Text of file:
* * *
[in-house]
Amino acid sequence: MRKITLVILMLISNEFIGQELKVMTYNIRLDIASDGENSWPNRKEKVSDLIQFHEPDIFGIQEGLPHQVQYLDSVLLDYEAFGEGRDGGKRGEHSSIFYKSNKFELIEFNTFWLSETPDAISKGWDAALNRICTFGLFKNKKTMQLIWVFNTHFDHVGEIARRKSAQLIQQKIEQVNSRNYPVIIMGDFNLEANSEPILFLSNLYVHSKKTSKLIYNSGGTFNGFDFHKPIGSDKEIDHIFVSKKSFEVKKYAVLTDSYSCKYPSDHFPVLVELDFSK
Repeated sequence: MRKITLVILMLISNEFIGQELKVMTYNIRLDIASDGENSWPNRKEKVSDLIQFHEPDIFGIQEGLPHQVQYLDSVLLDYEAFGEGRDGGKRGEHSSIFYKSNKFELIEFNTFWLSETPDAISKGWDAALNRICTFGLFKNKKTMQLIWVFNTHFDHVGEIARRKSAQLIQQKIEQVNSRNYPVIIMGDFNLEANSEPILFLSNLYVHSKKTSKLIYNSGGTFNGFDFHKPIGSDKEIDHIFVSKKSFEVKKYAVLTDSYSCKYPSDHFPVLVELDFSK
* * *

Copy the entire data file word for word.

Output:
[in-house]
Amino acid sequence: MRKITLVILMLISNEFIGQELKVMTYNIRLDIASDGENSWPNRKEKVSDLIQFHEPDIFGIQEGLPHQVQYLDSVLLDYEAFGEGRDGGKRGEHSSIFYKSNKFELIEFNTFWLSETPDAISKGWDAALNRICTFGLFKNKKTMQLIWVFNTHFDHVGEIARRKSAQLIQQKIEQVNSRNYPVIIMGDFNLEANSEPILFLSNLYVHSKKTSKLIYNSGGTFNGFDFHKPIGSDKEIDHIFVSKKSFEVKKYAVLTDSYSCKYPSDHFPVLVELDFSK
Repeated sequence: MRKITLVILMLISNEFIGQELKVMTYNIRLDIASDGENSWPNRKEKVSDLIQFHEPDIFGIQEGLPHQVQYLDSVLLDYEAFGEGRDGGKRGEHSSIFYKSNKFELIEFNTFWLSETPDAISKGWDAALNRICTFGLFKNKKTMQLIWVFNTHFDHVGEIARRKSAQLIQQKIEQVNSRNYPVIIMGDFNLEANSEPILFLSNLYVHSKKTSKLIYNSGGTFNGFDFHKPIGSDKEIDHIFVSKKSFEVKKYAVLTDSYSCKYPSDHFPVLVELDFSK